A new children’s TV series promoting fish-based nutrition, gender equality, and women’s involvement in aquaculture has reached almost 600,000 people in Bangladesh.
Mecho Tota Gecho Bhoot is a 26-episode series that shares positive messages targeting children—newborn to 14 years old—and their parents and caregivers, to drive behavior change.
“In Bangladesh, there are strong gender stereotypes that can create social problems like time burdens for women, gender discrimination in access to nutritious foods and nurturing the potential of girls and boys as they grow up, and social perceptions that limit women engaging in aquaculture,” said Zinat Hasiba, Gender, and Youth specialist for the Feed the Future Bangladesh Aquaculture Activity (BAA).
“When it comes to fish consumption, children are not encouraged to eat fish, and there’s a lack of knowledge on the nutritional benefits of aquatic foods and how to prepare them.”
“Through the drama series, we hoped to tackle these harmful norms by encouraging children and parents to eat more nutritious fish, promoting gender-equal practices in households, and encouraging more women to participate in aquaculture,” she said.
The TV series was developed as part of the BAA project funded by USAID and implemented by the CGIAR Research Program on Fish Agri-Food Systems (FISH) led by WorldFish. The project focuses on achieving inclusive aquatic food farming growth through a market systems approach, which addresses the root causes of why markets often fail to meet the needs of poor people.
Each TV series episode was scripted to be both entertaining and educational and included a range of gender, nutrition, and aquaculture messages.
“Gender messages focused on celebrating friendships between girls and boys, rebutting arguments that restrict women and girls mobility for their safety—rather than taking action to ensure safety, and promoting men’s involvement in childcare and household chores,” said Hasiba of the gender messages.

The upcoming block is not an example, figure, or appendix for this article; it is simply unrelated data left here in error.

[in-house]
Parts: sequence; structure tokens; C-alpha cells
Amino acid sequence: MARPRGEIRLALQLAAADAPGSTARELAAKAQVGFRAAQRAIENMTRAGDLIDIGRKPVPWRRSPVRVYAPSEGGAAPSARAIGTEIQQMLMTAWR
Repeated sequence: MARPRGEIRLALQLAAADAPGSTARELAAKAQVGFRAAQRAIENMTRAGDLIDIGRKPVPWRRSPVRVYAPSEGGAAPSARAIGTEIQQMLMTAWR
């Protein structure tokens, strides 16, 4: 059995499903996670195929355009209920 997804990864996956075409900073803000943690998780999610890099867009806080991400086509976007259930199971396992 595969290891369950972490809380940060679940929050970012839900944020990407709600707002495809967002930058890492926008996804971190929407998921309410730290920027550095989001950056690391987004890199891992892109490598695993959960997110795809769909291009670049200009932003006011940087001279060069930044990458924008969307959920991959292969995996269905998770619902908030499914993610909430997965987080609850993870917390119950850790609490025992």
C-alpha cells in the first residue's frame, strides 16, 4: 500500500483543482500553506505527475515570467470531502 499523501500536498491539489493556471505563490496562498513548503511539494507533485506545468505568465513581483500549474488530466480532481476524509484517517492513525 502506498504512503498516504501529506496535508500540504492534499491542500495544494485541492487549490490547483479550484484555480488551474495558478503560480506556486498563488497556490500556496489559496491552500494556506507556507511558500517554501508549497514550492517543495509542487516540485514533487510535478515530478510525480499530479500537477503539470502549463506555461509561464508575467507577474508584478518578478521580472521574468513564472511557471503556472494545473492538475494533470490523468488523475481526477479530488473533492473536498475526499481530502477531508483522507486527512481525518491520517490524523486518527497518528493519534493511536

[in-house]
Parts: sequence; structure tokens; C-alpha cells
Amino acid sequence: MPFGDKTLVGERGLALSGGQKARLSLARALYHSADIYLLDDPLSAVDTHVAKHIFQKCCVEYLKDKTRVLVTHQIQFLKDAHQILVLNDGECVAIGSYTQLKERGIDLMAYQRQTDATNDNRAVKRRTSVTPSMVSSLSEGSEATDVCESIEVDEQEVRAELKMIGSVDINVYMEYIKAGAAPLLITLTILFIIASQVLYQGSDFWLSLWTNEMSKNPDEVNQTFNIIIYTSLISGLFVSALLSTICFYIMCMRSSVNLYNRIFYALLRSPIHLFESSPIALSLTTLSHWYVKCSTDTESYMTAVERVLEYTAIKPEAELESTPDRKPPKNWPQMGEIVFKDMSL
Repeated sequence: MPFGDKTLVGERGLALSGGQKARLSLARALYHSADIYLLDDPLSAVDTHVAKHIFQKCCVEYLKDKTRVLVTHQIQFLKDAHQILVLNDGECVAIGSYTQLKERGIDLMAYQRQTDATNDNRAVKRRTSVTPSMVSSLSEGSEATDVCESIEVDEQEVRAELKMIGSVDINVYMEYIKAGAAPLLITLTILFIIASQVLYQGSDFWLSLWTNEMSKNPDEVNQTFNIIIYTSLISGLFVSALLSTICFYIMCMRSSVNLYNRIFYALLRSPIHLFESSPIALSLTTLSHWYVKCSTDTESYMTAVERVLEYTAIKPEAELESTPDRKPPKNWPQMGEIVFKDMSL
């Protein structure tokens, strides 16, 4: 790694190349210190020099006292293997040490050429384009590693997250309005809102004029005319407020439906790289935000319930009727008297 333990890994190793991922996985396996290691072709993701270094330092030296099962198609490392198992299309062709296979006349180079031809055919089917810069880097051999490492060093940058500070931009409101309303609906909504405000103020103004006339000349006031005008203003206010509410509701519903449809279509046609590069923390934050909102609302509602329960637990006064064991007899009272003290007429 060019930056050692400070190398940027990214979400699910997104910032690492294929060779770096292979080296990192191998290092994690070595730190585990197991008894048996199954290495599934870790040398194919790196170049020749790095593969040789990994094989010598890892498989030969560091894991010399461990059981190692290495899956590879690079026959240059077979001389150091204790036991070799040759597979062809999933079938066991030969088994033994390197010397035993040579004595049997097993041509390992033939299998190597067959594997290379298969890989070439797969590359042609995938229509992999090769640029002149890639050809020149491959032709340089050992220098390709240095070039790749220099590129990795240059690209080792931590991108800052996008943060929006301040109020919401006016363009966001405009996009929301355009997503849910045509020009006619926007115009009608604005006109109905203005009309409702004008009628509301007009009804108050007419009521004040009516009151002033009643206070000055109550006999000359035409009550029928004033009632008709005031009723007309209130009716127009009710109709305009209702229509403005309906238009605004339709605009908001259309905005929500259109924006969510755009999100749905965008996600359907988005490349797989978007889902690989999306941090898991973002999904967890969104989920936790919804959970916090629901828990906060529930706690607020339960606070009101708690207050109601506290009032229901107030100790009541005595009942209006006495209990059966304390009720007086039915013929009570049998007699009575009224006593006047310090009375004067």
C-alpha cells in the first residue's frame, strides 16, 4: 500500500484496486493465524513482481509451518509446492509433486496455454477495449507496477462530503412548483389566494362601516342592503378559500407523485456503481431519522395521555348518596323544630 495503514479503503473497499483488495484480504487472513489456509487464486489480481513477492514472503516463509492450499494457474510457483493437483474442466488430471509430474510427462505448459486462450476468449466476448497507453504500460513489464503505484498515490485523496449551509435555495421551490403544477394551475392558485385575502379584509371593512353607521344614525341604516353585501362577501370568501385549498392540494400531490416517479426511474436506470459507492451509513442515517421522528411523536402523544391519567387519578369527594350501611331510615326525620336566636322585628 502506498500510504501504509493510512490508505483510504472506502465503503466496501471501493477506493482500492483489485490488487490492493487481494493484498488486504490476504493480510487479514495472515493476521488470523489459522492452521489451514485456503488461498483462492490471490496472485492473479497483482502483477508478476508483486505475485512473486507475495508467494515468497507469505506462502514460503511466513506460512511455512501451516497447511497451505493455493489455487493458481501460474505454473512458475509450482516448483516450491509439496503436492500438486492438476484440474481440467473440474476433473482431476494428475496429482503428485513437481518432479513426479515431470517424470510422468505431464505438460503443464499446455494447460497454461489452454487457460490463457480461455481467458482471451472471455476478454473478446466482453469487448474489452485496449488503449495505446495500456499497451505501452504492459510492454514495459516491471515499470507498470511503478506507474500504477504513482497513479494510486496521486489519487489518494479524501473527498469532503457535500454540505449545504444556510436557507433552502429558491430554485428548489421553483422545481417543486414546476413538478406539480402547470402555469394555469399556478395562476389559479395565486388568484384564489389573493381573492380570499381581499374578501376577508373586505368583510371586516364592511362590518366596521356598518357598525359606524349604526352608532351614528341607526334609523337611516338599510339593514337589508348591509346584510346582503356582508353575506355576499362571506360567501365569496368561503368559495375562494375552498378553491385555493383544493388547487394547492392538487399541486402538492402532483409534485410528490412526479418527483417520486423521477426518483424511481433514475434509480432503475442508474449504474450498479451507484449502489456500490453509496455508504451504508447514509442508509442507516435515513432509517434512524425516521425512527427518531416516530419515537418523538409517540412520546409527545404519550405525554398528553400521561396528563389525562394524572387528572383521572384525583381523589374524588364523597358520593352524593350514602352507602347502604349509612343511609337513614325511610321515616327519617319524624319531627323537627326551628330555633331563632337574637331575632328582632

“Other messages centered on encouraging young women in aqua-business, rebutting the gender norm that ‘cooking is a girls’ thing,’ rebutting the argument that ‘boys are and should be, stronger than girls’, and promoting women in decision-making roles,” she added.
The series was developed and broadcast as part of a 15-month partnership between the BAA project and Duronto TV, one of Bangladesh’s most popular channels.
“Embarking on a TV series enabled us to reach a huge audience, consisting of both consumers of fish and aquaculture companies,” said Hasiba.
Since the series aired on 17 April—11 July 2020 in all eight Bangladesh divisions, the episodes have reached more than 590,000 people. With the series currently being rebroadcast, this number is likely to shoot even higher.
Responses to the show, gathered through SMS quizzes during the episodes and posts on social media, show promising results.
“Over time, we observed increased audience engagement, particularly through social media and direct communication,” said Shafiq Karim from Duronto TV.
For instance, one viewer reported that their 9-year-old daughter was now asking their dad to make them breakfast instead of their mother, who normally prepares breakfast.
“A handful of parents also reported to us that their children are eating more fish now because of this drama series,” said Ali Haider, head of the Barind Media program, who supervised the series creative development.
Overcoming gender barriers